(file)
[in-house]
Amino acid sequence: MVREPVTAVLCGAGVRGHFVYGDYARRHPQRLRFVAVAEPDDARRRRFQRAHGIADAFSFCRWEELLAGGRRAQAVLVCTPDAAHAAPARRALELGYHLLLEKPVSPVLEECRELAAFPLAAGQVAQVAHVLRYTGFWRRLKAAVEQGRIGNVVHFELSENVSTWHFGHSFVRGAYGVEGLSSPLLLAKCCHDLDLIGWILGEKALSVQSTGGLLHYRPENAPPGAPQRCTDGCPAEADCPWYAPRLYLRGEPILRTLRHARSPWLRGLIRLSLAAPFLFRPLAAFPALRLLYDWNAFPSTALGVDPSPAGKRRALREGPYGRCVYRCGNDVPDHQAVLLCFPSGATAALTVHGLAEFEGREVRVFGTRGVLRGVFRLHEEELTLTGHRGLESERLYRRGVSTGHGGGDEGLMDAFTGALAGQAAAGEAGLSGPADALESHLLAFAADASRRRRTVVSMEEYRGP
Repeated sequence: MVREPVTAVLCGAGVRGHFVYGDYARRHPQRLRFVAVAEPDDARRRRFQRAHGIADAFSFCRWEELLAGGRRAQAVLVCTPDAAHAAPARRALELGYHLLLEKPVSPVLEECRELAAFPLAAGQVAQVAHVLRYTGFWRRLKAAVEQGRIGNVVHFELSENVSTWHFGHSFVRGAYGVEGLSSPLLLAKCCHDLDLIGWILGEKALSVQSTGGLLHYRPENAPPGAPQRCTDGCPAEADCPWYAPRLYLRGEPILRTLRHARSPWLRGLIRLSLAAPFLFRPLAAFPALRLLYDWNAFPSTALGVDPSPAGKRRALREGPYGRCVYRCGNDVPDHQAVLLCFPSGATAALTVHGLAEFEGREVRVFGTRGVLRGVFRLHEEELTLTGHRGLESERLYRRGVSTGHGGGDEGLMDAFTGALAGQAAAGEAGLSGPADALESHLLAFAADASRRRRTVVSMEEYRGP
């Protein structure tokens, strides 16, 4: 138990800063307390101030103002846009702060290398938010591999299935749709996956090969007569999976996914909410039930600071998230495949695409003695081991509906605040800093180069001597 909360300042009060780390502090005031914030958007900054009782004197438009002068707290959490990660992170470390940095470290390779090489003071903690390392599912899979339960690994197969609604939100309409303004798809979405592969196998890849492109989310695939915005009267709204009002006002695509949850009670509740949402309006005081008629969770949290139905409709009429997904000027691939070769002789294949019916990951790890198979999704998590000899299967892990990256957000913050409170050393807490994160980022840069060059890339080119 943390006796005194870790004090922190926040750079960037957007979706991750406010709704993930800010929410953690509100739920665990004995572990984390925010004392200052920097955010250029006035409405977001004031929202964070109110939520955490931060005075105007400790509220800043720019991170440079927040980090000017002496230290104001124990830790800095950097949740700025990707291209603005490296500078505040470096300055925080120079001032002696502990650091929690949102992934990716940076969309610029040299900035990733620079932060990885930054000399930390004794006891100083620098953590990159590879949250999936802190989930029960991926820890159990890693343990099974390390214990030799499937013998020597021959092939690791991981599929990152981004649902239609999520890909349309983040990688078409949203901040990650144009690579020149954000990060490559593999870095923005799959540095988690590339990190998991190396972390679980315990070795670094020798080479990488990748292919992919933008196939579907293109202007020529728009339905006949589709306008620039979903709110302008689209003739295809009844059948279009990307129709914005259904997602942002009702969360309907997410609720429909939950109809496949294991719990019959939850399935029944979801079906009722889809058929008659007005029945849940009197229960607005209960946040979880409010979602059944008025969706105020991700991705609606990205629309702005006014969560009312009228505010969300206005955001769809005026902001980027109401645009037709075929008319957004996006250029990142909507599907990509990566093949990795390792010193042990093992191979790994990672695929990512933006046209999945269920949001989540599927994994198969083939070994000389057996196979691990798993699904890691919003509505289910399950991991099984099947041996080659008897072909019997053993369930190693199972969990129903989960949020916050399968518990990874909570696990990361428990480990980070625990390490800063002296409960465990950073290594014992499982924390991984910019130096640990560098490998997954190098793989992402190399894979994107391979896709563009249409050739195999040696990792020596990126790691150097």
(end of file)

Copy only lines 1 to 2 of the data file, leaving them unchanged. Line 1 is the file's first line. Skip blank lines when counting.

[in-house]
Amino acid sequence: MVREPVTAVLCGAGVRGHFVYGDYARRHPQRLRFVAVAEPDDARRRRFQRAHGIADAFSFCRWEELLAGGRRAQAVLVCTPDAAHAAPARRALELGYHLLLEKPVSPVLEECRELAAFPLAAGQVAQVAHVLRYTGFWRRLKAAVEQGRIGNVVHFELSENVSTWHFGHSFVRGAYGVEGLSSPLLLAKCCHDLDLIGWILGEKALSVQSTGGLLHYRPENAPPGAPQRCTDGCPAEADCPWYAPRLYLRGEPILRTLRHARSPWLRGLIRLSLAAPFLFRPLAAFPALRLLYDWNAFPSTALGVDPSPAGKRRALREGPYGRCVYRCGNDVPDHQAVLLCFPSGATAALTVHGLAEFEGREVRVFGTRGVLRGVFRLHEEELTLTGHRGLESERLYRRGVSTGHGGGDEGLMDAFTGALAGQAAAGEAGLSGPADALESHLLAFAADASRRRRTVVSMEEYRGP